Left-handed batter or right-handed batter? Interstate Hotels & Resorts is ambidextrous. Arguably one of the largest third-party hospitality operators around, Interstate manages 184 properties spanning 30 brands, owns six hotels, and has interests in 12 joint ventures. It's all part of the company's new strategy to diversify earnings due to changing market conditions — namely the wave of lodging REIT sales over the past 18 months.

“The company we have today is a composite of two sizeable companies — Interstate Hotels, founded in 1961, and Capstar, or what became MeriStar, founded in the 1980s,” says Tom Hewitt, CEO of Interstate Hotels & Resorts.

Interstate Hotels Corp. and MeriStar Hotels & Resorts both were independent third-party management companies when they merged to create Interstate Hotels & Resorts in July 2002. In early 2005, the combined company began to pursue new sources of income. “We anticipated losing a significant number of third-party contracts and we felt it was wise to diversify our earnings,” Hewitt explains.

Indeed, Interstate's third-party management business has been a casualty of the mergers and acquisitions boom, which resulted in the loss of 49 hotel management contracts in the first six months of this year alone. That number includes contracts lost following The Blackstone Group's acquisition of lodging REIT MeriStar Hospitality in May 2006. (Not to be confused with third-party operator MeriStar Hotels & Resorts, which was part of the 2002 merger that formed Interstate.)

All told, Interstate has lost 31 of its 54 Blackstone contracts since the sale. Initially 40 contracts were lost but nine came back through various deals. “You get a better price in selling your hotel without subjecting it to an existing management agreement,” says David Loeb, a hotel analyst and managing director with Robert W. Baird Co. based in Milwaukee. Loeb does not currently cover Interstate.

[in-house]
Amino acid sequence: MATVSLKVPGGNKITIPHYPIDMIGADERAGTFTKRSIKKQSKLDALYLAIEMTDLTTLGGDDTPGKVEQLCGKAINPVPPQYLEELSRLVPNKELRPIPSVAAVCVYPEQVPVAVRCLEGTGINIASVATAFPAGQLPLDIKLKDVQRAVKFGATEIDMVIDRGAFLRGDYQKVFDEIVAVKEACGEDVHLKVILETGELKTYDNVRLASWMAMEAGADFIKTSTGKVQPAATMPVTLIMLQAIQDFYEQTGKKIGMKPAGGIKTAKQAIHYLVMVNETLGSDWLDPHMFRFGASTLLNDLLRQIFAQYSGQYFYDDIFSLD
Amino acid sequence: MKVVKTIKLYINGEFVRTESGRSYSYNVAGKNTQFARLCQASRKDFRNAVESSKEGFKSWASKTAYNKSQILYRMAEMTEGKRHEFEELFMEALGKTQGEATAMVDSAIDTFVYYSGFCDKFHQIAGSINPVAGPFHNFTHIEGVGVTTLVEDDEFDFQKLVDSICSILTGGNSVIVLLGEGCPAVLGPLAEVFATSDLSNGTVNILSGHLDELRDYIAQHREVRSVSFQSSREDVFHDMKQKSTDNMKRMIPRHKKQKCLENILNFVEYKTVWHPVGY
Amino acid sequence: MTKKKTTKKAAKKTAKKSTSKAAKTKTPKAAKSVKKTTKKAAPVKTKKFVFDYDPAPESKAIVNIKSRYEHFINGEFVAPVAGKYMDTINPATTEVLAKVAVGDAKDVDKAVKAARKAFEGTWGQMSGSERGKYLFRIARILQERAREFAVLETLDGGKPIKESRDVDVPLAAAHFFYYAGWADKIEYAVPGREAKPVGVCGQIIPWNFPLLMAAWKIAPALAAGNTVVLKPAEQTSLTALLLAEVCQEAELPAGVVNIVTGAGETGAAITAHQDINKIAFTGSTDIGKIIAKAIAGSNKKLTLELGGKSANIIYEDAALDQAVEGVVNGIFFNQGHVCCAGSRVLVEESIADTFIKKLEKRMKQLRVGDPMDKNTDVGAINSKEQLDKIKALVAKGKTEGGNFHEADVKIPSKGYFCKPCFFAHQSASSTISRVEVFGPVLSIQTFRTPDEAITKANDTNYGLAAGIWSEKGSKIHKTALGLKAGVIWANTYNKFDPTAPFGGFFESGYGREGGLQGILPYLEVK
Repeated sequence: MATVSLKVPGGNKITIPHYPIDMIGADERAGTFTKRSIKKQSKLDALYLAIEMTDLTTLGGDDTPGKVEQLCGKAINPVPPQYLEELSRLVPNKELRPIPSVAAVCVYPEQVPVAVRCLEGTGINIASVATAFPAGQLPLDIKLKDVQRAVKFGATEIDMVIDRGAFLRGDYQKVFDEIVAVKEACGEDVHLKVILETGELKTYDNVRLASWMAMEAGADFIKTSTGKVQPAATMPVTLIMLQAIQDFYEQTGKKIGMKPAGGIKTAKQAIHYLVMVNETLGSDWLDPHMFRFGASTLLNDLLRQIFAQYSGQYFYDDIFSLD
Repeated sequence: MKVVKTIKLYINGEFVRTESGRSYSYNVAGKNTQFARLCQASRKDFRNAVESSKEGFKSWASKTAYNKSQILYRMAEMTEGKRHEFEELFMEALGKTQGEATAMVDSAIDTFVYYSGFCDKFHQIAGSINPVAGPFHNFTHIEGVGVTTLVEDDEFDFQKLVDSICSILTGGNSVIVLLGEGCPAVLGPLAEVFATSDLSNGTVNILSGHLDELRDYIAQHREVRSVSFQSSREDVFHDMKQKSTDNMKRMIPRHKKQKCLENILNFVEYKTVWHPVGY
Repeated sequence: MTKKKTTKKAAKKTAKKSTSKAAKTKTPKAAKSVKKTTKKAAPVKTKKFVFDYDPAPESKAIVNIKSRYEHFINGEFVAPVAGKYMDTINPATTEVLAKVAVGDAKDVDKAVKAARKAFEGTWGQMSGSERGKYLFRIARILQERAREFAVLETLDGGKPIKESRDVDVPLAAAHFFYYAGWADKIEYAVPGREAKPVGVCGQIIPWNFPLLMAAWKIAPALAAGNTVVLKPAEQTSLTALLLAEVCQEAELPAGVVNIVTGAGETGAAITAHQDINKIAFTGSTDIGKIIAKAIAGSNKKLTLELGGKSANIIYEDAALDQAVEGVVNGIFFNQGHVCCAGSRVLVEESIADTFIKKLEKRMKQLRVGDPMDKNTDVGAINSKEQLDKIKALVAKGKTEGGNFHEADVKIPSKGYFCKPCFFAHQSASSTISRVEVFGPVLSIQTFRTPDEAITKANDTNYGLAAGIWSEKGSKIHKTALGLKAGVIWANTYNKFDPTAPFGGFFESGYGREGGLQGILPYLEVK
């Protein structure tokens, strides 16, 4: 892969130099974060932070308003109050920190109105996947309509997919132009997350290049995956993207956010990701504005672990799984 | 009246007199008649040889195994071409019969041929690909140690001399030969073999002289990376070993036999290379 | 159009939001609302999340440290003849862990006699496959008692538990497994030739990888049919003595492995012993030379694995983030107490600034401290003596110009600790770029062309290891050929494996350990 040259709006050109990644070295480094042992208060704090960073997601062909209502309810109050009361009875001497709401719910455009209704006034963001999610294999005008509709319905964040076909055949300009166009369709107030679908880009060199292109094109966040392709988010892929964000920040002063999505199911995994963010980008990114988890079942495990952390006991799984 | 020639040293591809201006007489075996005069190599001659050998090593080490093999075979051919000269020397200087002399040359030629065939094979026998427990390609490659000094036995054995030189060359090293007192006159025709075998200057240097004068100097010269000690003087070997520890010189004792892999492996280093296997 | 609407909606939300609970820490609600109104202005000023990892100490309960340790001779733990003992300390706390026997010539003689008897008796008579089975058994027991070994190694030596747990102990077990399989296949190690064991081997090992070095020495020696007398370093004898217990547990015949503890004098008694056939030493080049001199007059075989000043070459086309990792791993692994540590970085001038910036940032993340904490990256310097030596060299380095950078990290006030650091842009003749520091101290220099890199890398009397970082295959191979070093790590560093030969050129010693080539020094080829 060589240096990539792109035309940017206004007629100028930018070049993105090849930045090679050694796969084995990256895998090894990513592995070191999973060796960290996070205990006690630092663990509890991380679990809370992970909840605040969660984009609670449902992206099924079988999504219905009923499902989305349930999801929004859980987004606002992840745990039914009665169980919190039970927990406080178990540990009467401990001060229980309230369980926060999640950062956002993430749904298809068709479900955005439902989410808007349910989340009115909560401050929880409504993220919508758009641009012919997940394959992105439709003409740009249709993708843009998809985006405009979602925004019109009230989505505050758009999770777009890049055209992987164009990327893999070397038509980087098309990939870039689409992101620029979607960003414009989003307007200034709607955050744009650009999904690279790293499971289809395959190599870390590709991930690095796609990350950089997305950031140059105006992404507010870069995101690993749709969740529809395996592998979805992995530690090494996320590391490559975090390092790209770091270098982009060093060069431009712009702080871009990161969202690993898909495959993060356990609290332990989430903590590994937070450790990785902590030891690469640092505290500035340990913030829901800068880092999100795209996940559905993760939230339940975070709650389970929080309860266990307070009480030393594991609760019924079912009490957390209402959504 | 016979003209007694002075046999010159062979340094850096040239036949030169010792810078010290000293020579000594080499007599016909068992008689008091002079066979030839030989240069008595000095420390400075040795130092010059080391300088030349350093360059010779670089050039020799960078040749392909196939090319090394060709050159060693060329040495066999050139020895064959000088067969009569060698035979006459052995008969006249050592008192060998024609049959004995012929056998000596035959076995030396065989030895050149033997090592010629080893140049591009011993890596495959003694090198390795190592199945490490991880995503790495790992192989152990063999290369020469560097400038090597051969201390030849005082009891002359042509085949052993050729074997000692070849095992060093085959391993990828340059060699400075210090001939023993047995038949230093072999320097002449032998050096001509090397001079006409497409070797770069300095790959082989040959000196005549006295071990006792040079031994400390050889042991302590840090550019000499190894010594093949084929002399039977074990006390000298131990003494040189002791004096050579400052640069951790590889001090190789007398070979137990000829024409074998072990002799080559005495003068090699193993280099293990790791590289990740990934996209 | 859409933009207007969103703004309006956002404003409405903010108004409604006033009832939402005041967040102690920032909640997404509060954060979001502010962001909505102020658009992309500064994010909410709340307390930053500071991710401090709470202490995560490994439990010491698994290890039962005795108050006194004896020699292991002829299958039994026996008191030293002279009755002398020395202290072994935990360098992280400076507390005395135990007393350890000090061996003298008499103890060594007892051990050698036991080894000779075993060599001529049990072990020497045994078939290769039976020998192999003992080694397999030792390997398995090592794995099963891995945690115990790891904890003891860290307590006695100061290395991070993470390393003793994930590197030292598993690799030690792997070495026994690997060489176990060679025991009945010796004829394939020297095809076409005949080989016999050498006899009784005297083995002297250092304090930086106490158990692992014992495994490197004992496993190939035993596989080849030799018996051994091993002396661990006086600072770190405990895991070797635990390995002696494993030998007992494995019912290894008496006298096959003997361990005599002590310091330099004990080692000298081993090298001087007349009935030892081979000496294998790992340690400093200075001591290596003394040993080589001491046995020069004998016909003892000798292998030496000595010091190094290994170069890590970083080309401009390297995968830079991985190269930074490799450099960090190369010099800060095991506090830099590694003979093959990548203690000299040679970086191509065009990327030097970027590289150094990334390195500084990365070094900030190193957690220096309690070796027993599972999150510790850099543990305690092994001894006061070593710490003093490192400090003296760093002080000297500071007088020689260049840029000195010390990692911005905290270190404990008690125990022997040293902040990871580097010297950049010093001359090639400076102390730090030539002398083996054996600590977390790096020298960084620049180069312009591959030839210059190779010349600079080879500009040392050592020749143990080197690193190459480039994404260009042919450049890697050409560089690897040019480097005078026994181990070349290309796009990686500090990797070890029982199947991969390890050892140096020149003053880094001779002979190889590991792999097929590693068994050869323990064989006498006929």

Despite the REIT sell-off, Interstate continues to manage 30 properties for Sunstone Hotel Investors, 40 for Equity Inns and another five owned by Ashford Hospitality Trust.

“We've been opportunistic,” says Hewitt. “We're looking for third-party contracts, we're looking for joint-venture opportunities and on a limited basis wholly owned assets.” Interstate manages 43,000 rooms across the country and overseas, but rather than counting hotel rooms, the company's primary measurement is earnings before interest, taxes, depreciation and amortization (EBITDA).

Prior to the change in strategy, EBITDA was made up of 99% third-party management contracts. Today, roughly 50% of EBITDA comes from wholly owned real estate.

Wall Street seeks storyline